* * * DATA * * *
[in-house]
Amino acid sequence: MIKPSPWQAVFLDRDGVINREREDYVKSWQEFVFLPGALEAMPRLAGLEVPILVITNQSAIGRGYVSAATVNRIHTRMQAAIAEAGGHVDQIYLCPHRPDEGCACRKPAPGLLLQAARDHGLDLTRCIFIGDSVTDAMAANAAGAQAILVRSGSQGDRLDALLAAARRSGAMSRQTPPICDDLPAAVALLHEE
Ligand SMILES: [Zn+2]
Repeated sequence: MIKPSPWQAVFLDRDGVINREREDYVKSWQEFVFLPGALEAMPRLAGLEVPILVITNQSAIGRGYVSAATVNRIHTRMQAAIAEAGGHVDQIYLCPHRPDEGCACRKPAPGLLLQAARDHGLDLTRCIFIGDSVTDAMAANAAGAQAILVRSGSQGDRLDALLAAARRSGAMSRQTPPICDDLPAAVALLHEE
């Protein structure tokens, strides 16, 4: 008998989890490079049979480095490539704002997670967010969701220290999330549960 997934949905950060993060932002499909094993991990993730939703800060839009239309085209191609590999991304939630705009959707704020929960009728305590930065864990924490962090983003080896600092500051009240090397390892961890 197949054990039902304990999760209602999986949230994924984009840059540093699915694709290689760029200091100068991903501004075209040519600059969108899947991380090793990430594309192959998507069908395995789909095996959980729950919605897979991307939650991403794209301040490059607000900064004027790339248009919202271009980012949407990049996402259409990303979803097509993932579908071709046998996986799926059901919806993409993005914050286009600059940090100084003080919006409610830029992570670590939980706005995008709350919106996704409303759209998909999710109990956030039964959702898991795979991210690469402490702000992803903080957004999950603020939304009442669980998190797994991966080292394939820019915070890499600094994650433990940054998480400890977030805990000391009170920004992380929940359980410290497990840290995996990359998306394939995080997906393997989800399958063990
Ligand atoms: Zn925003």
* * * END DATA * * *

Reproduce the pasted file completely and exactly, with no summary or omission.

[in-house]
Amino acid sequence: MIKPSPWQAVFLDRDGVINREREDYVKSWQEFVFLPGALEAMPRLAGLEVPILVITNQSAIGRGYVSAATVNRIHTRMQAAIAEAGGHVDQIYLCPHRPDEGCACRKPAPGLLLQAARDHGLDLTRCIFIGDSVTDAMAANAAGAQAILVRSGSQGDRLDALLAAARRSGAMSRQTPPICDDLPAAVALLHEE
Ligand SMILES: [Zn+2]
Repeated sequence: MIKPSPWQAVFLDRDGVINREREDYVKSWQEFVFLPGALEAMPRLAGLEVPILVITNQSAIGRGYVSAATVNRIHTRMQAAIAEAGGHVDQIYLCPHRPDEGCACRKPAPGLLLQAARDHGLDLTRCIFIGDSVTDAMAANAAGAQAILVRSGSQGDRLDALLAAARRSGAMSRQTPPICDDLPAAVALLHEE
């Protein structure tokens, strides 16, 4: 008998989890490079049979480095490539704002997670967010969701220290999330549960 997934949905950060993060932002499909094993991990993730939703800060839009239309085209191609590999991304939630705009959707704020929960009728305590930065864990924490962090983003080896600092500051009240090397390892961890 197949054990039902304990999760209602999986949230994924984009840059540093699915694709290689760029200091100068991903501004075209040519600059969108899947991380090793990430594309192959998507069908395995789909095996959980729950919605897979991307939650991403794209301040490059607000900064004027790339248009919202271009980012949407990049996402259409990303979803097509993932579908071709046998996986799926059901919806993409993005914050286009600059940090100084003080919006409610830029992570670590939980706005995008709350919106996704409303759209998909999710109990956030039964959702898991795979991210690469402490702000992803903080957004999950603020939304009442669980998190797994991966080292394939820019915070890499600094994650433990940054998480400890977030805990000391009170920004992380929940359980410290497990840290995996990359998306394939995080997906393997989800399958063990
Ligand atoms: Zn925003």